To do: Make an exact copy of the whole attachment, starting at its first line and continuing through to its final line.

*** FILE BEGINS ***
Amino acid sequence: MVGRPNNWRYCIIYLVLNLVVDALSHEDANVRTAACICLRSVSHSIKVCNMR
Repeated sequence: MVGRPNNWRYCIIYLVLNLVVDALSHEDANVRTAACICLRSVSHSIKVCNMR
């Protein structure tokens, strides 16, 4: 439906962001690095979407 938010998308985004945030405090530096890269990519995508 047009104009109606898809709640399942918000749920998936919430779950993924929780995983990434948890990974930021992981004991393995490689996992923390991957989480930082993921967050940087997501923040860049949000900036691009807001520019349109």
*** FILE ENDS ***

Amino acid sequence: MVGRPNNWRYCIIYLVLNLVVDALSHEDANVRTAACICLRSVSHSIKVCNMR
Repeated sequence: MVGRPNNWRYCIIYLVLNLVVDALSHEDANVRTAACICLRSVSHSIKVCNMR
């Protein structure tokens, strides 16, 4: 439906962001690095979407 938010998308985004945030405090530096890269990519995508 047009104009109606898809709640399942918000749920998936919430779950993924929780995983990434948890990974930021992981004991393995490689996992923390991957989480930082993921967050940087997501923040860049949000900036691009807001520019349109």